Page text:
Your organization may have a large set of business and legal requirements for setting up federation partners, but the ADFS technical requirements are fairly simple. Whether your organization will be functioning in the account or resource partner role, you’ll need to agree with each partner on the actual names for the claims that will be exchanged across organizations. If you are a resource partner with numerous account partners, it may be fairly easy to develop a standard set of mappings and ask your account partners to conform as part of the partnership. As a resource partner, you must also make sure you obtain each account partner’s token-signing certificate, which must be configured when creating the partner in the ADFS trust policy.
FlexibilityWhen organizing claims in trust policy, there are some constraints to be aware of. For organizations looking to leverage NT Token-based applications, at least one group claim must map to each security group that the organization plans to use for authorization decisions on account partner users. The claims and mapping system in ADFS allows for some flexibility and abstraction in claim assignment on the resource. For example, in situations where multiple different claims from a partner result in the same claim on the resource side, ADFS allows multiple claim mappings to refer to the same claim. Because the claims intended for claims-aware applications often do not map to Active Directory groups, there is, even more, flexibility for those applications. Flexibility in the ADFS claims model allows for many solutions.

For organizations with complex workflows and business processes and high partner churn, the ADFS OM API offers an alternative to the manual configuration process. The OM API allows programmatic access to trust policy construction and editing. Organizations with existing custom tools for handling business processes can integrate ADFS trust policy editing into the partnering process tools directly. As partner volume and churn increase, this can also be preferable to allow for some automation as well as extended partner-analysis functionality.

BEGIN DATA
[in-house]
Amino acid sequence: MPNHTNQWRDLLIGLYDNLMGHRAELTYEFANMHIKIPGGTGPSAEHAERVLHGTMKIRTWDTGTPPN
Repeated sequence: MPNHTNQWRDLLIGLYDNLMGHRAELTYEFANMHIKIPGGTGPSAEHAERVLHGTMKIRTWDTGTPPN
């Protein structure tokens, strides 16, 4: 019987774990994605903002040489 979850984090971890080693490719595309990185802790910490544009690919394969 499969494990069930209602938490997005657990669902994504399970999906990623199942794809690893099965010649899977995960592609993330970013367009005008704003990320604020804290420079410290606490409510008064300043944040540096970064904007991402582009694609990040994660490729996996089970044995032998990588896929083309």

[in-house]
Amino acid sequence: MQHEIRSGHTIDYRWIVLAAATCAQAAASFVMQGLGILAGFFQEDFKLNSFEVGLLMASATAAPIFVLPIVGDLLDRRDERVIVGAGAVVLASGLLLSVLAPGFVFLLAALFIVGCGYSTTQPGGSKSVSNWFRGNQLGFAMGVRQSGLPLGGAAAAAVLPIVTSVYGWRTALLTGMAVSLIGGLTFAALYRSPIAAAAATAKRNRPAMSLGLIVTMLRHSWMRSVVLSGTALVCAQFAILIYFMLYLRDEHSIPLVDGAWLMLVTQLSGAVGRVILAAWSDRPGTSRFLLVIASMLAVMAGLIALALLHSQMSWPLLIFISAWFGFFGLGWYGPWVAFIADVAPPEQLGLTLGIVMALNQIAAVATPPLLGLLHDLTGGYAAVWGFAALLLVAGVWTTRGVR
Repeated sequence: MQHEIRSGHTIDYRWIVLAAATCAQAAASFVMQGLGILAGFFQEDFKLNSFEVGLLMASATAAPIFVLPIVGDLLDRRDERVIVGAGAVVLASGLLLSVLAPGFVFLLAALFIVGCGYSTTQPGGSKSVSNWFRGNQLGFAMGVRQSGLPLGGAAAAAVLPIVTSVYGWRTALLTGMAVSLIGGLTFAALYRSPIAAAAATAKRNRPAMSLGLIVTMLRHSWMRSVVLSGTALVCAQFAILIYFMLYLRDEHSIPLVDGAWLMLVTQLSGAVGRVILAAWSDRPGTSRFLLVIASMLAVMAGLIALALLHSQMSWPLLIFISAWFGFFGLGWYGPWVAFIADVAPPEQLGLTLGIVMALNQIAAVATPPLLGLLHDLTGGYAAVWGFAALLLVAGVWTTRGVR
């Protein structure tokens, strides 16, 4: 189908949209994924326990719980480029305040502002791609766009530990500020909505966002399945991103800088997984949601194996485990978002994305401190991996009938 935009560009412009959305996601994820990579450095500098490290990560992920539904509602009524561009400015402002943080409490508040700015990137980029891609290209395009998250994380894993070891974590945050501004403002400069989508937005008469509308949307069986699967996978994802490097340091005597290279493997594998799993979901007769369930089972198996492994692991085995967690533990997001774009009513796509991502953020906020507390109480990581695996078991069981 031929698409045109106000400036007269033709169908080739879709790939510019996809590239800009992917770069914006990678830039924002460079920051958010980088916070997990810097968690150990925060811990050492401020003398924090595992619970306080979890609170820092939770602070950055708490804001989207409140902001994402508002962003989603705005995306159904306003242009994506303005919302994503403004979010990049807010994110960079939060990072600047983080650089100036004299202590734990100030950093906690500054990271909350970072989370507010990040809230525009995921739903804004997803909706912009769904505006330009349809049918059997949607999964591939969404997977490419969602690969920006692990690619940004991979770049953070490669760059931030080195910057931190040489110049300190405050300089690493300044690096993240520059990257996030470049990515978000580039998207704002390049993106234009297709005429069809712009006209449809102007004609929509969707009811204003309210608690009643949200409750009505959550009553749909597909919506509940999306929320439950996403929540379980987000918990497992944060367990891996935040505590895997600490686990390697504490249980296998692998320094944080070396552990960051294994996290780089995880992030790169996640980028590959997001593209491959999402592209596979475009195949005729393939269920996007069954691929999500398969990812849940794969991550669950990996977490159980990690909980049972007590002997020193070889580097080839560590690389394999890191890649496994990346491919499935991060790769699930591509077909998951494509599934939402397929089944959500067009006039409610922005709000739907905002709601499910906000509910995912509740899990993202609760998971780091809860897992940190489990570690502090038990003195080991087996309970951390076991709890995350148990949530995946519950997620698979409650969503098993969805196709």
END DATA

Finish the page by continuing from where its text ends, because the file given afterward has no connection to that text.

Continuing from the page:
Read more about the ADFS OM API at

Matt Steele – is a Program Manager on the Active Directory Federation Services team at Microsoft. Matt is currently working on ADFS product integrations and supporting the design of future identity and access technologies. View

?2008 Microsoft Corporation and CMP Media, LLC. All rights reserved; reproduction in part or in whole without permission is prohibited.

Azure AD Apps

Azure AD or ADFS Setup

ADFS is free if you are using Active Directory 2008 or newer. It is an “add-on” which enables access to your network from outside your network. Don’t worry, ADFS is secure and a standard Microsoft service used by thousands of large companies world wide. If you are unfamiliar with setting up ADFS the Fleetistics help desk service provider can provide IT consulting services and do this for you. Let your account manager know if you need this service from

Secure Process

Fleetistics will provide a set of groups which all users are assigned to in the customers Active Directory (AD). AD then passes this information to ADFS which acts as the secured gateway to external access. When a user attempts to login to the MyFleetistics portal, the request generates a token which is sent to the customers ADFS for authentication. Upon authentication, a token is returned which is matched to the request and the user is able to login with the groups access rights assigned.

Industry First AD Integration

Fleetistics is proud to be the first in the industry to offer user management through integration of Active Directory. Through the use of Active Directory groups, user access to features of the MyFleetistics portal can be centrally managed using the same familiar tools and processes already in place within your organization.